Sunday, February 2, 2014

Against a sea of troubles

At Lincoln High School in San Francisco, Thursday night, in an intimate overheated auditorium, Mr. Kim's honors English seniors enacted scenes from Hamlet, strung together in approximate succession, so that together they took the form of the play.  Each scene had its own director, cast, costumes, stageing and theme.  One group dressed in surgical scrubs, interpreting the play through the lens of Grey's anatomy.  Another performed the final duel using nerf guns.  Most of the students memorized their lines and surprisingly many delivered the distant text as if they were speaking it, so that their character and meaning came through clearly.  At the end, a student presented a gift to Mr. Kim with the (approximate) words, "You have set such high expectations for us and because we love you, we strive to meet them."

What does this have to do with woodworking education?

The students in Mr. Kim's class will never forget Hamlet.  The lines they memorized they will carry with them.  Meanings which they don't understand today might become clear to them decades from now.  Whenever they see a play or a movie they will understand to what extent it is but one interpretation among many, that it could have been done differently and meant something else.  Few of these students will likely go into theater, but they've all learned something of intrinsic value.  This kind of learning --learning for its own sake, learning for personal enrichment, has gone so out of style that's it looked on at best as a luxury and at worst, with disdain.

I've gotten into the habit of asking people if they took shop class when they were young.  Those who did invariably remember not only what they made, but the tools and techniques they used.  It sticks with them.  (Except for me and a few others) it hasn't furthered their career.  But they learned something that lasted, that's always there.  Think of the immense volume we learn in school that we manage to forget, as if our body had a secondary lymphatic system just for that purpose.  There must be some worth in what little remains.

The kind of learning I witnessed Thursday night is not the standard fare at Lincoln High School.  There is a rising tide in secondary education --of trying to quantify all learning, of valuing only that knowledge which will lead to employment, of preparing students for our busy, stressed lives by instilling early the habits of busy-ness and stress.  Mr. Kim's class, some woodworking education, all forms of authentic learning are islands in a rising ocean.  They're still there. Yet soon, they may all be underwater.  Or soon, the flood may begin to recede.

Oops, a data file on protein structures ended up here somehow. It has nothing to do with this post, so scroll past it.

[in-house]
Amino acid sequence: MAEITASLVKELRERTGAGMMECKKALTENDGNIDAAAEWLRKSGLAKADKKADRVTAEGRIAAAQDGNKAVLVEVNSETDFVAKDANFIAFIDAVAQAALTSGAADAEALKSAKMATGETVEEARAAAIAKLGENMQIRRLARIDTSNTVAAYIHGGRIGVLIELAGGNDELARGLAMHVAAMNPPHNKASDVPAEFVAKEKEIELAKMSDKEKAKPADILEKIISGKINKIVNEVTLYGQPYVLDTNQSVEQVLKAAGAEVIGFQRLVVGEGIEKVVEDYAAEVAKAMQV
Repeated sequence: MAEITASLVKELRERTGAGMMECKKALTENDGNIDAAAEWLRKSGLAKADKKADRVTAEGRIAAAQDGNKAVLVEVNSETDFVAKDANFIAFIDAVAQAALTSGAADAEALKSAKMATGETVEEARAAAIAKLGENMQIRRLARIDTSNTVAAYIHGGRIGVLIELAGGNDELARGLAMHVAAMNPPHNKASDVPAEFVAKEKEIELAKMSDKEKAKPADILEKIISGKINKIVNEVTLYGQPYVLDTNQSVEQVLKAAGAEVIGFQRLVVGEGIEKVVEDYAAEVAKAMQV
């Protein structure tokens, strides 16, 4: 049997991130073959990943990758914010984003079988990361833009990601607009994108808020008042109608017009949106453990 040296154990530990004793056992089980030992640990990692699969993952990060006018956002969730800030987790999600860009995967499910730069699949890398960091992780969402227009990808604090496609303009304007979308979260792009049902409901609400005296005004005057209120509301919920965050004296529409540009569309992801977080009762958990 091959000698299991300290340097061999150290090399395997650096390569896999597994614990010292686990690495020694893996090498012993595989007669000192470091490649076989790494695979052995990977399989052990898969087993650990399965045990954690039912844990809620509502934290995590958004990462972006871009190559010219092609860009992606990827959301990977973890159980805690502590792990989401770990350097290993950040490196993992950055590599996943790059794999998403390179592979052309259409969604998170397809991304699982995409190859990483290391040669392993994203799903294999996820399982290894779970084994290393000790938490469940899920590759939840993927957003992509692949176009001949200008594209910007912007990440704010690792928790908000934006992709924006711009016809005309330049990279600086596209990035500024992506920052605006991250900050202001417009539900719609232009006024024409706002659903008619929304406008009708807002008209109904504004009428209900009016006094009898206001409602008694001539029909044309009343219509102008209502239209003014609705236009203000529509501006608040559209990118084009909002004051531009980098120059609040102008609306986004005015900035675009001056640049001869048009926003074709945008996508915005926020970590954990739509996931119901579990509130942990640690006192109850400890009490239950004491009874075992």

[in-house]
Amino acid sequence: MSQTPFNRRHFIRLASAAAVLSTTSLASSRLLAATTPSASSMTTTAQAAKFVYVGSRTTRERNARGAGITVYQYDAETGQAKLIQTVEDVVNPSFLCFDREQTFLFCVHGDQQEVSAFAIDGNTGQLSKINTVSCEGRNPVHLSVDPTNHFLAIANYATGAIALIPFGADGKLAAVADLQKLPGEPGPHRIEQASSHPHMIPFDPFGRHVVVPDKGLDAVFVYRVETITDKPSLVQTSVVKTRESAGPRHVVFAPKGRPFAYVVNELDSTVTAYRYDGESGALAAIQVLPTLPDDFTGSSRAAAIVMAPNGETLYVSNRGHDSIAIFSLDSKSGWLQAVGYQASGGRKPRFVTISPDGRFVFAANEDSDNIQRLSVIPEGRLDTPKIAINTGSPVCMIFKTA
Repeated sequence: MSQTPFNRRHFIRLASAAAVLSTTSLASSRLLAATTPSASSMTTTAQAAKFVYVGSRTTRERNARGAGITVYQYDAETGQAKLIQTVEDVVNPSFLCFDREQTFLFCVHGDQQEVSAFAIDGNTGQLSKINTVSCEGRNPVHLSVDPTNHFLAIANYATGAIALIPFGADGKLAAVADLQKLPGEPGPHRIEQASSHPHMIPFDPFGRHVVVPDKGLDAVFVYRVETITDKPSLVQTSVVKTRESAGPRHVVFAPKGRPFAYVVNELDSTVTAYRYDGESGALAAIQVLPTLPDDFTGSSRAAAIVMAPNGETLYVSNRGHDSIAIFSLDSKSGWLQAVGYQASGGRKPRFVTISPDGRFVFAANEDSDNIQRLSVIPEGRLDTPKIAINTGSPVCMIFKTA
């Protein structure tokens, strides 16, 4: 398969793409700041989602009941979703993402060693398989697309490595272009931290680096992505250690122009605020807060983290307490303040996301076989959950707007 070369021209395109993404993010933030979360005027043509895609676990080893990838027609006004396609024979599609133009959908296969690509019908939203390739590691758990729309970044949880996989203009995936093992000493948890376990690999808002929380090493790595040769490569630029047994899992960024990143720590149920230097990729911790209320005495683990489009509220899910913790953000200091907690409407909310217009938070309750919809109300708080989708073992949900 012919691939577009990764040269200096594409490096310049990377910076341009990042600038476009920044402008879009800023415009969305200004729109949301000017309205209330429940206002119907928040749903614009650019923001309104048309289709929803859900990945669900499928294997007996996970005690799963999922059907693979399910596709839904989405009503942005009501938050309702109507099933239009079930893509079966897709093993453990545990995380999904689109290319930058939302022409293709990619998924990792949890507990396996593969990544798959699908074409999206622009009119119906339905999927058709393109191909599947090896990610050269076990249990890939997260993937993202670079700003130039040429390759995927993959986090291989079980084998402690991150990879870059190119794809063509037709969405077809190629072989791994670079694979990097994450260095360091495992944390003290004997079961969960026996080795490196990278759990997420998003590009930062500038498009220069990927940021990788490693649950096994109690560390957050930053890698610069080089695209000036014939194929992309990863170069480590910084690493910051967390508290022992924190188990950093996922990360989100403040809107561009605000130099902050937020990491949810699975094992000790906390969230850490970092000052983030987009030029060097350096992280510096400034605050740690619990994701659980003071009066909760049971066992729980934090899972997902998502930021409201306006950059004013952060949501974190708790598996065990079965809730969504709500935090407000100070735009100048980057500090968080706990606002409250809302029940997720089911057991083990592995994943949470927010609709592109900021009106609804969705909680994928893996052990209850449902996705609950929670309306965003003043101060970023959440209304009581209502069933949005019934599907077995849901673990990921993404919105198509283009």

My high school has the motto, "That each generation may introduce its successor to a higher plane of life."  Too many schools today operate on the principle that each generation should introduce its successor to a higher standard of living.  Hamlet doesn't improve one's bottom line.  Woodworking does little for most balance sheets.  Music is a poor trade for most who ply it, yet clings to its position in many schools because its advocates cleverly make the case that music makes us better at math and is prerequisite for anyone who hopes to become CEO of a major corporation.

I humbly predict that as woodworking education makes its resurgence, we who understand the intrinsic value in woodworking will learn to sell it to our skeptical peers by finding that the kind of thinking that one learns woodworking will be essential to our country's future economic well being.  That those who learn to express a thought with their hands will have an enormous advantage over those who can only think through the interface of a screen.  That the best engineers, architects, builders, inventors and innovators of all kinds will come from those who learn at a young age to manipulate the physical world, not just the virtual approximation.

There might be some truth in this line of thought.  That woodworking prepares one for great but other endeavors.  Yet the opposite case also has merit.  Think of president Carter, the highest-profile contemporary American woodworker.  Perhaps his years in public service inform his craft.

We live in a society whose uniqueness lies in the way in which it assigns value. Very little has value in and of itself.  Each thing has value because it can lead to some other thing.  Education has value because it can lead to prosperity.  Wealth has value because it can lead to more wealth.  Sacred honor, so dear to our country's founding fathers, seems naive and foolish to us today for the simple reason that its value is intrinsic.  Music's value is intrinsic.  Art's value is intrinsic.  As is love's.

This brings us back to Mr. Kim.  The sweltering, tiny theater.  The raucous, enthusiastic audience, the proud, accomplished students.  The gift presented as an afterthought, the few words of presentation ad-lib: You have set such high expectations for us and because we love you, we strive to meet them.

That's something to keep in mind as we think about the reestablishment of woodworking education.  Where will be the accomplishment without high expectations and where the learning without love?

No comments:

Post a Comment